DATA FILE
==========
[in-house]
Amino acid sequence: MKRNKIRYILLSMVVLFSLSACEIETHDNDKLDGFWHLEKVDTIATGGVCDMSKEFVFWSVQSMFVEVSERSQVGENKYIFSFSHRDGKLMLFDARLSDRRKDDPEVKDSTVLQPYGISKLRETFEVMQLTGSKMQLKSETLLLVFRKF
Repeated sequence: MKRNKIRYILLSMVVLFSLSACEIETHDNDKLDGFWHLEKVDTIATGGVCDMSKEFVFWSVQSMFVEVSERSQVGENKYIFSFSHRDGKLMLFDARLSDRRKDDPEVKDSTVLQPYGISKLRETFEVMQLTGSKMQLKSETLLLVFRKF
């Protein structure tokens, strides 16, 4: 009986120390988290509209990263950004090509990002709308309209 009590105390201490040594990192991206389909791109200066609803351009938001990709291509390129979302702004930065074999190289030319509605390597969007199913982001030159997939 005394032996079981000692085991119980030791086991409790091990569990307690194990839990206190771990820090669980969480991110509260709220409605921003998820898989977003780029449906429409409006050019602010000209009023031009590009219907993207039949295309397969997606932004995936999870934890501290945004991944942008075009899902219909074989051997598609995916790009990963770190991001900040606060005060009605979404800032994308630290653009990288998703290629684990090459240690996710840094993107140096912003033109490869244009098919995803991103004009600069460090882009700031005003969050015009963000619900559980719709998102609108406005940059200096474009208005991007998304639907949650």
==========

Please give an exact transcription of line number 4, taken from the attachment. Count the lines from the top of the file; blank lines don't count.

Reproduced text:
């Protein structure tokens, strides 16, 4: 009986120390988290509209990263950004090509990002709308309209 009590105390201490040594990192991206389909791109200066609803351009938001990709291509390129979302702004930065074999190289030319509605390597969007199913982001030159997939 005394032996079981000692085991119980030791086991409790091990569990307690194990839990206190771990820090669980969480991110509260709220409605921003998820898989977003780029449906429409409006050019602010000209009023031009590009219907993207039949295309397969997606932004995936999870934890501290945004991944942008075009899902219909074989051997598609995916790009990963770190991001900040606060005060009605979404800032994308630290653009990288998703290629684990090459240690996710840094993107140096912003033109490869244009098919995803991103004009600069460090882009700031005003969050015009963000619900559980719709998102609108406005940059200096474009208005991007998304639907949650």